11. wm.

    wm. Well-Known Member

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    Of course, references are very important, especially that sometimes they led to strange sources, for example, an article in the New York Times when in fact at the beginning of the twentieth century and in the thirties the Gray Lady didn't have any "boots on the ground" in Europe, especially in Eastern Europe.

    Generally, in the case of Polish-German conflict, you can safely throw in the trash any book written by an author who doesn't at least read Polish. There are a few kilograms of diplomatic documents to read, and that just the beginning.

    Similarly, in the case of the Sudeten crisis French, Czech and to a lesser degree, Russian are required.

    The narration "Kennard advised Beck to reject the French proposal" is wrong for because the Poles, for various reasons, were hell-bent on resisting and didn't need such advice and Kennard most likely was aware of the fact such talk was extremely offensive to them.
     
  12. EKB

    EKB Member

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    Last edited: Jan 15, 2019
  13. wm.

    wm. Well-Known Member

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    Are the top German generals a good source?

    Since his unsatisfactory meeting with Brauchitsch in mid-January, Blaskowitz had continued to accumulate material on events in Poland.
    When Brauchitsch visited the headquarters of the eastern command on February 20, Blaskowitz had his ammunition ready - 26 pages of notes including a report from General Alexander Ulex, commander of the southern border region, and a list of 35 specifically dated incidents of flagrant atrocity.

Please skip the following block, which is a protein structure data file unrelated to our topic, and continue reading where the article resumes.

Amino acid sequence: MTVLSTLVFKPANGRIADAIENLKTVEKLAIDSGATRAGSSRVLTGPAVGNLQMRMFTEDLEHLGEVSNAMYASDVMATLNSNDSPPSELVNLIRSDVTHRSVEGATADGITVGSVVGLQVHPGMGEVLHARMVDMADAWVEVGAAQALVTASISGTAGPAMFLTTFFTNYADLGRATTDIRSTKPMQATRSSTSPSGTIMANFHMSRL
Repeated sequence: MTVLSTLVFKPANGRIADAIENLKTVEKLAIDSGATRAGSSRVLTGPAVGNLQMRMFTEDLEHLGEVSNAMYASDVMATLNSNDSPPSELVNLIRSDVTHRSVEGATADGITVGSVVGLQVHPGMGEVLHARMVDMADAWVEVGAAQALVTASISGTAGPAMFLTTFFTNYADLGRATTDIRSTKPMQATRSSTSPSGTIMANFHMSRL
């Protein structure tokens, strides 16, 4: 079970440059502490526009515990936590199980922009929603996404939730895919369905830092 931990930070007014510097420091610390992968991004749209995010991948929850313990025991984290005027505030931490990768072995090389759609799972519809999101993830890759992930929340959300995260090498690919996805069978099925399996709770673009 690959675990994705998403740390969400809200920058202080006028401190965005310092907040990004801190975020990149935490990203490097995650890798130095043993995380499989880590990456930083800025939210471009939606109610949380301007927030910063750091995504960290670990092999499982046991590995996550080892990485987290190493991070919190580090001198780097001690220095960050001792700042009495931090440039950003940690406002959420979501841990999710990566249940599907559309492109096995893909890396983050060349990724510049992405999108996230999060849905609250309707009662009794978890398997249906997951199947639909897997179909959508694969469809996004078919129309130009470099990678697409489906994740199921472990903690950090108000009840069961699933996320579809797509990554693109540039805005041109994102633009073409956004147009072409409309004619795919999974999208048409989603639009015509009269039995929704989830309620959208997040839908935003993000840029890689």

The Ulex report noted that the violent actions of the police displayed an "incomprehensible lack of human and ethical sensitivity, so that one could almost speak of animalization", and his headquarters knew of only a "tiny fraction" of the violence taking place.
    "The only way out of this disgraceful situation that stained the honor of the entire German people" was the total removal of all police units with their officers, Ulex concluded.

    The Blaskowitz notes were worded more circumspectly to appeal to some remnant of utilitarian rationality, but given the context, the condemnatory thrust was quite clear. "It is a mistake to slaughter some 10,000 Jews and Poles, as is now happening, for in view of the size of the population neither the idea of the Polish state will be eliminated nor the Jews removed in that way.
    ...
    But worst of all was the "moral depravity that will spread like a plague in the shortest time" among good Germans.